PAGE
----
BEAVER CREEK - Wherever there's ski racing, there are cowbells. But why?Several ski race fans were asked why they jangle cowbells at events, leading to several more or less creative answers."It's easier than cheering," Skyler Yost said. Yost, a young ski racer from Pennsylvania who's not yet ready for the World Cup's prime time, said he'd actually rather hear cowbells than individual cheers."It's easier to hear, and it's not as distracting as someone yelling. It makes you realize the crowd's there," he said."You can make noise while you're wearing gloves," Pete Daley of Steamboat Springs said.Waiting for a bus up to Beaver Creek, Buck Miller had his own ideas about the uses of cowbells. Miller and a group of friends call themselves the "Hoosier Ski Team." Most have ties to Notre Dame University, and were at Beaver Creek for the races and a good time.
"It can be heard like a whistle," Miller said. "You can find your way to dinner if you've been drinking,"Ski instructor Tabitha Curtis took her own guess about the origin of the cowbell tradition."I think it might stem from the Swiss or Austrians," Curtis said. "Maybe they used them to scare away cows while they were skiing through fields."Curtis was pretty close. Adolph Imboden, a native of Switzerland, said farmers would race on skis during the winter, and their families would use their animals' bells to cheer them on.Elisabeth Halvorson of Cowbell.com confirmed Imboden's story. The families had bells to grab because the animals were penned up in the winter and weren't wearing bells. In the spring and summer, all the animals wore bells because they were out grazing the hillsides.Now, though, there are a lot more cowbells than there are Guernseys wandering Swiss meadows in the summer. In fact, cowbells are just about a must-have trinket from big winter events.Halvorson said cowbells were the top souvenir at the Winter Olympics in Salt Lake City, and are among the top sellers at ski racing events around the world.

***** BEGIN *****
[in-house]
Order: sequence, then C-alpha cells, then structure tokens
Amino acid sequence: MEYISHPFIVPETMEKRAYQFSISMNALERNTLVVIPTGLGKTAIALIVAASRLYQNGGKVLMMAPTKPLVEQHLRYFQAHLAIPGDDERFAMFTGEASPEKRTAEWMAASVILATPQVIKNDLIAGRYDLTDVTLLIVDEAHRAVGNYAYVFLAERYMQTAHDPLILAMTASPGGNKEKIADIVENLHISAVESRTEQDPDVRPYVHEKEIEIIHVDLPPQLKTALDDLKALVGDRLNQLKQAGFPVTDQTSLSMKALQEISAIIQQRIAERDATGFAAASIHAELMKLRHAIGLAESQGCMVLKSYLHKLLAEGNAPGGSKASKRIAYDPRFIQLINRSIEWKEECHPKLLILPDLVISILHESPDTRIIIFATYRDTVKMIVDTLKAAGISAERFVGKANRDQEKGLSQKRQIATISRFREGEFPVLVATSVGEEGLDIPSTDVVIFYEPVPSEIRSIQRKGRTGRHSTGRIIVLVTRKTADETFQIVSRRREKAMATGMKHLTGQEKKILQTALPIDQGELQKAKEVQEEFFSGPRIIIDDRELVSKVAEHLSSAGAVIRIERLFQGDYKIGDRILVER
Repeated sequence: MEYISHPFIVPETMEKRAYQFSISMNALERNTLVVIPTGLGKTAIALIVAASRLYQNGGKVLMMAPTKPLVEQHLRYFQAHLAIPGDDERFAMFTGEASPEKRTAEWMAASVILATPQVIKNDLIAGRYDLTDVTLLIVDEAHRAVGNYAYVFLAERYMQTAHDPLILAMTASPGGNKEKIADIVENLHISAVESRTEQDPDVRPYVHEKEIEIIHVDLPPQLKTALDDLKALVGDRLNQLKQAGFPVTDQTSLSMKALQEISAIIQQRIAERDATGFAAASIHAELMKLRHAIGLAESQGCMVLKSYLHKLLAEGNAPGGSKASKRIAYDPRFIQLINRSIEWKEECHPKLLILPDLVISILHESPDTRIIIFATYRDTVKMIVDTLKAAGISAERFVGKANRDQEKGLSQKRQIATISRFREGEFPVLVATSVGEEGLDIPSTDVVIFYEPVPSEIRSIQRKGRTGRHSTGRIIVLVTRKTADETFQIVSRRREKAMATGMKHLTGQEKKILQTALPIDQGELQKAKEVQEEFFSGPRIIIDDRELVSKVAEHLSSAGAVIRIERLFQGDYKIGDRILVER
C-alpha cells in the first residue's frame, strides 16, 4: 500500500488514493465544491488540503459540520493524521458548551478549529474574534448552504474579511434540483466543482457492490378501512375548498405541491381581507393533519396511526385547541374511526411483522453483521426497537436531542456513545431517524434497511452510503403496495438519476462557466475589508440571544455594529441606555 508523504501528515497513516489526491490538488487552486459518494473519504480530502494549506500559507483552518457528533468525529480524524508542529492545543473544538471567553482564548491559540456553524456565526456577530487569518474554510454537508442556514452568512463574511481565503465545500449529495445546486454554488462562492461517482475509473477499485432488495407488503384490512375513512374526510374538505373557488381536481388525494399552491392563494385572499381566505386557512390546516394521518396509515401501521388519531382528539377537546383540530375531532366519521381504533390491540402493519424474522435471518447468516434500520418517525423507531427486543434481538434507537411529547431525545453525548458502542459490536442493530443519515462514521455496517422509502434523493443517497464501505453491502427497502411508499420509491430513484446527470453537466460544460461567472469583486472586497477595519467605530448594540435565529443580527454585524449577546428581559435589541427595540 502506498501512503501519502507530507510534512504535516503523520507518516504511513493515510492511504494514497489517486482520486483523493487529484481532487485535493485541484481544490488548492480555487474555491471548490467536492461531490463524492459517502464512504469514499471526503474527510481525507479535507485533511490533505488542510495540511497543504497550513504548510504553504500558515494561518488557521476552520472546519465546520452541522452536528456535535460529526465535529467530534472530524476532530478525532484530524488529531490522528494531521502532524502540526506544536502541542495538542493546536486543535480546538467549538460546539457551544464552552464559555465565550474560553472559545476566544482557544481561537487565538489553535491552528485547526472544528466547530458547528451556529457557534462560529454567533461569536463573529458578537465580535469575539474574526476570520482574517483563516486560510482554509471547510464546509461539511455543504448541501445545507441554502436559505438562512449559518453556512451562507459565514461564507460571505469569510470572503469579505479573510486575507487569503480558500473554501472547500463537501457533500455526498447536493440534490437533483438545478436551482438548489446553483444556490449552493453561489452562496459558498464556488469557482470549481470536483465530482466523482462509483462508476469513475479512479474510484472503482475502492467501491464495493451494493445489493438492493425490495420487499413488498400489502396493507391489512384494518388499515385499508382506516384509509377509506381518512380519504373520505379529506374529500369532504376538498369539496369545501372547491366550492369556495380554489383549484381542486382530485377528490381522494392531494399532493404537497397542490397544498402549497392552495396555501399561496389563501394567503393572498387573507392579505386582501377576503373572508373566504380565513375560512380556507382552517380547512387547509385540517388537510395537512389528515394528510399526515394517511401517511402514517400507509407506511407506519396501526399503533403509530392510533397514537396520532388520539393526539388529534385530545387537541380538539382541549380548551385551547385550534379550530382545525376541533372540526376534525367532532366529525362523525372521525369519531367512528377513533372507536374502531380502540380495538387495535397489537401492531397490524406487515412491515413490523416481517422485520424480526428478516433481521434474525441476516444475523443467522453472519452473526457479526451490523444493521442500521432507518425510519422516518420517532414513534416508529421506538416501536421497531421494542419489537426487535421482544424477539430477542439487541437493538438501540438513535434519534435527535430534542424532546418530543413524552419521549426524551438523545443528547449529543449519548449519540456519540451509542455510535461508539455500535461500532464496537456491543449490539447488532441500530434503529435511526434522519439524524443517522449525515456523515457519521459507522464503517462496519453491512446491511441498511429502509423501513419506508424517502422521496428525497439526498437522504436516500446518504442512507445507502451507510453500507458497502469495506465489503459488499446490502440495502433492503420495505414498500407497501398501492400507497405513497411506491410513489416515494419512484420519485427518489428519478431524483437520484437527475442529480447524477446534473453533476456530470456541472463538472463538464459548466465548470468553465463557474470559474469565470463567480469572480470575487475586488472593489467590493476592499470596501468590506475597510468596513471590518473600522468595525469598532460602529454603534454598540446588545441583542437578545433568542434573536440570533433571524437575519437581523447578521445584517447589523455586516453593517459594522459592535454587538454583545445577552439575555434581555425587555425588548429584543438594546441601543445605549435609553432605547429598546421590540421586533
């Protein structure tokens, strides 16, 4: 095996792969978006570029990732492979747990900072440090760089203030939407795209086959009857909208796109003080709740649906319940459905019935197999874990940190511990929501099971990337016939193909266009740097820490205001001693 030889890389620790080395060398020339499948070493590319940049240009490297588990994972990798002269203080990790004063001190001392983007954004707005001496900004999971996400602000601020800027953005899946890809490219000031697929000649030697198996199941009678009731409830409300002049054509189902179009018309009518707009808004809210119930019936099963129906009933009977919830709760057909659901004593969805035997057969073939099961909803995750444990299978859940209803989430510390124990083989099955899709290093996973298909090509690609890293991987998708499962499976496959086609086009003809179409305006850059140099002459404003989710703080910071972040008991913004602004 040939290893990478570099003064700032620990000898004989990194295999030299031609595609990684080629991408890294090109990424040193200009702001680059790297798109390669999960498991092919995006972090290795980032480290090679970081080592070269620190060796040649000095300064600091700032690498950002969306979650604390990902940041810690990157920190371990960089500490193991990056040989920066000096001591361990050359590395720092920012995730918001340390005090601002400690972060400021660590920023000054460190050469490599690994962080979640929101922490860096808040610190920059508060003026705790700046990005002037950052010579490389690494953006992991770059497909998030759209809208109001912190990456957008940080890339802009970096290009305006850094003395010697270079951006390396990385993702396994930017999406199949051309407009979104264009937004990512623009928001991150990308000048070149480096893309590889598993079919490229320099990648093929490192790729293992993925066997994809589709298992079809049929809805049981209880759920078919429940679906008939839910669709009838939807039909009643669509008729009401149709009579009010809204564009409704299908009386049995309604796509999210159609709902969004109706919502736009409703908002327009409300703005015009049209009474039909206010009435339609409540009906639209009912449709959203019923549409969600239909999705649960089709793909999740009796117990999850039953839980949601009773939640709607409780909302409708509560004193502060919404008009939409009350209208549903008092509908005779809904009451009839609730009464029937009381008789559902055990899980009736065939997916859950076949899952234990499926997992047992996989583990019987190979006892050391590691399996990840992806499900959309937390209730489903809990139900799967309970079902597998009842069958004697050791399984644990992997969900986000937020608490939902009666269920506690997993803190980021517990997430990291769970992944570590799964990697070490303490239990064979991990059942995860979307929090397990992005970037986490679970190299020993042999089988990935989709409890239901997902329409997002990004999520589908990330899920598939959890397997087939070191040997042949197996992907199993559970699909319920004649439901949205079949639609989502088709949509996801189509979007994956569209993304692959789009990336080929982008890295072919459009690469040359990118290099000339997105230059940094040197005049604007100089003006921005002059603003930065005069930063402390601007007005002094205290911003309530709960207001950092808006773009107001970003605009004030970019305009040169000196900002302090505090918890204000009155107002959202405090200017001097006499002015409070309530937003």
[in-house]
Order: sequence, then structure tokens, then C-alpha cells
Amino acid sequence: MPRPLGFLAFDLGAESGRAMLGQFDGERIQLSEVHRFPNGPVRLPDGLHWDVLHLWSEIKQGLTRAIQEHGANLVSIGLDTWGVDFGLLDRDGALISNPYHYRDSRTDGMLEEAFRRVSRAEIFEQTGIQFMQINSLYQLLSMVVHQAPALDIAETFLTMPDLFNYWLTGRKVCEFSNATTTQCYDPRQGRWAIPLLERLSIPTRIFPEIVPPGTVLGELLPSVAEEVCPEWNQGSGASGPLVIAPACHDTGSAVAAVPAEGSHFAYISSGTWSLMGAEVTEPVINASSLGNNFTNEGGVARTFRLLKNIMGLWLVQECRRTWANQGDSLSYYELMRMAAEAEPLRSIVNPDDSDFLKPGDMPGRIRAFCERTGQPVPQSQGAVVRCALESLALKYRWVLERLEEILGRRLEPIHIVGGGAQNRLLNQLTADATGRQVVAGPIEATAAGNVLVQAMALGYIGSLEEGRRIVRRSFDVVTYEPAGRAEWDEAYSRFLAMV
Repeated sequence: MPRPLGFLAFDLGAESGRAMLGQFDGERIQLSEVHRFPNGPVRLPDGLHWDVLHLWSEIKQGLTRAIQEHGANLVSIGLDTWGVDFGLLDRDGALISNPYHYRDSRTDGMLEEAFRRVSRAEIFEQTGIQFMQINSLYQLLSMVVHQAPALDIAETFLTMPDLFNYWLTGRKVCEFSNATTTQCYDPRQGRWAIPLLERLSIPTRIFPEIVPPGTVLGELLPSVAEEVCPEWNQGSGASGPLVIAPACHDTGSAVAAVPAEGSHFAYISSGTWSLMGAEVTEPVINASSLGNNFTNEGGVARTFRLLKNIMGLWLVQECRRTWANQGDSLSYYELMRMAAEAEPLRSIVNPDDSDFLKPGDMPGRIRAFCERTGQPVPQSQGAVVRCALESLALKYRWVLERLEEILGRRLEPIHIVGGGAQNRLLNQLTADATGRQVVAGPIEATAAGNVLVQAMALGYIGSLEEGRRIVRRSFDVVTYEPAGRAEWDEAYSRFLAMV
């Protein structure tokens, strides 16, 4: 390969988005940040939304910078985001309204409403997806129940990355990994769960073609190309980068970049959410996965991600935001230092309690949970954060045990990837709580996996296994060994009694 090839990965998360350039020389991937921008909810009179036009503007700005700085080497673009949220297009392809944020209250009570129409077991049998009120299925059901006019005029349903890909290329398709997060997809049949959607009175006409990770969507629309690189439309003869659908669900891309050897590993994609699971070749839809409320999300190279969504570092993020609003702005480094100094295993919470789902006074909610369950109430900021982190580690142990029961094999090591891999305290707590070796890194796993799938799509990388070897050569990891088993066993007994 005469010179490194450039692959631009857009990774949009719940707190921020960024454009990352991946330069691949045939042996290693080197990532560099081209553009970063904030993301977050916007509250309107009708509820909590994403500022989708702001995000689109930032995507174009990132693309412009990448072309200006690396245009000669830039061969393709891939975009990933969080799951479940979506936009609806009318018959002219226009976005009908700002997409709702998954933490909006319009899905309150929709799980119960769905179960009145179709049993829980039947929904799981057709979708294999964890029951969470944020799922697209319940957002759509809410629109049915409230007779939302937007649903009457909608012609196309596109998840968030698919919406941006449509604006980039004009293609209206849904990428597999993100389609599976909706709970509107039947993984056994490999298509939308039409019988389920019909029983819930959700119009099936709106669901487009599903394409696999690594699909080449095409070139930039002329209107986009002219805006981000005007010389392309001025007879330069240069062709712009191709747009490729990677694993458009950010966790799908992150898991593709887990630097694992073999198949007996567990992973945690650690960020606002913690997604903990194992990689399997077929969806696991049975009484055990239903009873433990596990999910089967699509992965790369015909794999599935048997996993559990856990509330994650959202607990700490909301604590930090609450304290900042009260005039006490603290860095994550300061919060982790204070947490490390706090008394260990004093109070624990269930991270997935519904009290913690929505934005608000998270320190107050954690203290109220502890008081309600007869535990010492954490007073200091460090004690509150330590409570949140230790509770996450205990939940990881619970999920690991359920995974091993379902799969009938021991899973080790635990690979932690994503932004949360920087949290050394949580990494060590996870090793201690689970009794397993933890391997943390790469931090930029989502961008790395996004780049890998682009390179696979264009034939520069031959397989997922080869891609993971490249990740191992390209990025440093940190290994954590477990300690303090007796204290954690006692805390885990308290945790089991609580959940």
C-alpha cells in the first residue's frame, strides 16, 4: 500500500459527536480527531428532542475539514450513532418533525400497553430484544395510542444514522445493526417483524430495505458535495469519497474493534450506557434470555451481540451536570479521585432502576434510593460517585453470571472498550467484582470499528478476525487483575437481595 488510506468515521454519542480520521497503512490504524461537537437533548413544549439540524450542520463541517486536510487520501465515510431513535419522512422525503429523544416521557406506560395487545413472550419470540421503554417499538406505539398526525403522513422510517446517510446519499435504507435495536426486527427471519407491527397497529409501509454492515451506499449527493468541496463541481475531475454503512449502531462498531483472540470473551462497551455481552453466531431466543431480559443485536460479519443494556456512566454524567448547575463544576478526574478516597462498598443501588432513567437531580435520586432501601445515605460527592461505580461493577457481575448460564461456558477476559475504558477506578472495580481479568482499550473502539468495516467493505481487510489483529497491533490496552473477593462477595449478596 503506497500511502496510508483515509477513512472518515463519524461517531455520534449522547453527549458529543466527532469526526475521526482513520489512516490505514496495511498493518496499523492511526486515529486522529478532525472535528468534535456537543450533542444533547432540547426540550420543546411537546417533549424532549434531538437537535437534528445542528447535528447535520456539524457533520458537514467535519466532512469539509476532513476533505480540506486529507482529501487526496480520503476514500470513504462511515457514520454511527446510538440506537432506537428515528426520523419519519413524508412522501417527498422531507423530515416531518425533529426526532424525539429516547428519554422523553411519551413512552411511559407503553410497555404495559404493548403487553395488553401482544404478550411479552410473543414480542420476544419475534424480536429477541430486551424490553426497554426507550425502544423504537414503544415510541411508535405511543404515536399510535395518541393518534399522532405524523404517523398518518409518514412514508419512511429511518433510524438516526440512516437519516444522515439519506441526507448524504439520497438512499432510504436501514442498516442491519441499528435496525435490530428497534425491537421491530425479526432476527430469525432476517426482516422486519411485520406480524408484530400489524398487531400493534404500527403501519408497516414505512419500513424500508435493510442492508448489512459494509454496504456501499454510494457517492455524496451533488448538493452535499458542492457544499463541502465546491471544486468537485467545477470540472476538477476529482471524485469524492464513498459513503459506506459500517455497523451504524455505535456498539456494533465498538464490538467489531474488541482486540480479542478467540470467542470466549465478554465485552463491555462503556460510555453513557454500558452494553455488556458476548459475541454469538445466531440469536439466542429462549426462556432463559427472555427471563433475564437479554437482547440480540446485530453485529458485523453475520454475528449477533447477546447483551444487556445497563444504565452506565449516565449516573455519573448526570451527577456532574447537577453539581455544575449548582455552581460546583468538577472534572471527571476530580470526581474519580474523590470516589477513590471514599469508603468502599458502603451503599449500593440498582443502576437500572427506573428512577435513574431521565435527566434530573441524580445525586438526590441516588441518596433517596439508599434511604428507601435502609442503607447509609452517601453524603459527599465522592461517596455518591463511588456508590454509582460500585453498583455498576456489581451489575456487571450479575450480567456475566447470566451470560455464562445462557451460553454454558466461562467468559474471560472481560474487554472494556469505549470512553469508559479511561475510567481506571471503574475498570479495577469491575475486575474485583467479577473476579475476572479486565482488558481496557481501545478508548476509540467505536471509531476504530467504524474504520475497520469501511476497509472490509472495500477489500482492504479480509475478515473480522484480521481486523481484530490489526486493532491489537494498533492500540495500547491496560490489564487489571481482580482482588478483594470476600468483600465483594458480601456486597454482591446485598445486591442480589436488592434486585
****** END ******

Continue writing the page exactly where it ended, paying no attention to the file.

Still, Halvorson had a pretty good load of leftover bells from the 2006 Olympics in Turin, Italy. She was selling those at a discount at the Birds of Prey races, as well as Birds of Prey bells.Before Friday's downhill, Halvorson was doing a pretty brisk business in bells, and had a friend in the grandstands, too.Tom McCalden of Meet the Wilderness was wandering through the crowd with an armload of bells. For every bell he sold, $5 went to Meet the Wilderness.So there's tradition in jangling a cowbell as a racer hurtles down an icy ski run. But while she was waiting in line at the Cowbell.com tent, Gracie Whelihan, a youngster from Steamboat, may have had the best reason to have a bell. "Because it's fun!" she said.Staff Writer Scott N. Miller can be reached at 748-2930, or email@example.com.Vail Daily, Vail Colorado CO